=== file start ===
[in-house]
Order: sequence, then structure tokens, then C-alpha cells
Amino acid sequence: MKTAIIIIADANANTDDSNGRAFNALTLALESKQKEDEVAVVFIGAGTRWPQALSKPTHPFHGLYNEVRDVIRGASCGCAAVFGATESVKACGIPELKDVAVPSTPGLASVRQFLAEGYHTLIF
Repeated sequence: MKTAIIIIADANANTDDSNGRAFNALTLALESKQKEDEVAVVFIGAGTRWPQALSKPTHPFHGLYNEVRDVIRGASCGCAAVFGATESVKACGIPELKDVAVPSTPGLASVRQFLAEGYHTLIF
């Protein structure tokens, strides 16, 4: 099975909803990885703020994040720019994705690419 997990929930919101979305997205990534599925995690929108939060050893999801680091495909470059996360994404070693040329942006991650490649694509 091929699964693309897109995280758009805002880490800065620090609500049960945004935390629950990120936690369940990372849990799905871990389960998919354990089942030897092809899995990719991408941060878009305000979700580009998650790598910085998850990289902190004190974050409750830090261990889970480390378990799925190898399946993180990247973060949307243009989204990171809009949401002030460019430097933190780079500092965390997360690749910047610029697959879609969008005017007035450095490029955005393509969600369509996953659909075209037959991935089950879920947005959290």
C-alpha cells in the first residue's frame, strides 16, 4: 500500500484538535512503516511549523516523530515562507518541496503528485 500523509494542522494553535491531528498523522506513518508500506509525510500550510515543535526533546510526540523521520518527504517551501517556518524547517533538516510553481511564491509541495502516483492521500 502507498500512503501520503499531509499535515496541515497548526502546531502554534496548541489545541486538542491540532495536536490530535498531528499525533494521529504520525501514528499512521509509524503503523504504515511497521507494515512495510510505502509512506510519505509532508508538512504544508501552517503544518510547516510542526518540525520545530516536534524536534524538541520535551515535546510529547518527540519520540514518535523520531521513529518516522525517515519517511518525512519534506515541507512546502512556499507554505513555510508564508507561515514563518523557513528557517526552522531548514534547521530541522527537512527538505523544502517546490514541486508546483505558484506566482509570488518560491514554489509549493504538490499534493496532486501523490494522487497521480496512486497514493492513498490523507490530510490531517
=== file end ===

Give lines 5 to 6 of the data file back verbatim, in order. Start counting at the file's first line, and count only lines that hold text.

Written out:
């Protein structure tokens, strides 16, 4: 099975909803990885703020994040720019994705690419 997990929930919101979305997205990534599925995690929108939060050893999801680091495909470059996360994404070693040329942006991650490649694509 091929699964693309897109995280758009805002880490800065620090609500049960945004935390629950990120936690369940990372849990799905871990389960998919354990089942030897092809899995990719991408941060878009305000979700580009998650790598910085998850990289902190004190974050409750830090261990889970480390378990799925190898399946993180990247973060949307243009989204990171809009949401002030460019430097933190780079500092965390997360690749910047610029697959879609969008005017007035450095490029955005393509969600369509996953659909075209037959991935089950879920947005959290």
C-alpha cells in the first residue's frame, strides 16, 4: 500500500484538535512503516511549523516523530515562507518541496503528485 500523509494542522494553535491531528498523522506513518508500506509525510500550510515543535526533546510526540523521520518527504517551501517556518524547517533538516510553481511564491509541495502516483492521500 502507498500512503501520503499531509499535515496541515497548526502546531502554534496548541489545541486538542491540532495536536490530535498531528499525533494521529504520525501514528499512521509509524503503523504504515511497521507494515512495510510505502509512506510519505509532508508538512504544508501552517503544518510547516510542526518540525520545530516536534524536534524538541520535551515535546510529547518527540519520540514518535523520531521513529518516522525517515519517511518525512519534506515541507512546502512556499507554505513555510508564508507561515514563518523557513528557517526552522531548514534547521530541522527537512527538505523544502517546490514541486508546483505558484506566482509570488518560491514554489509549493504538490499534493496532486501523490494522487497521480496512486497514493492513498490523507490530510490531517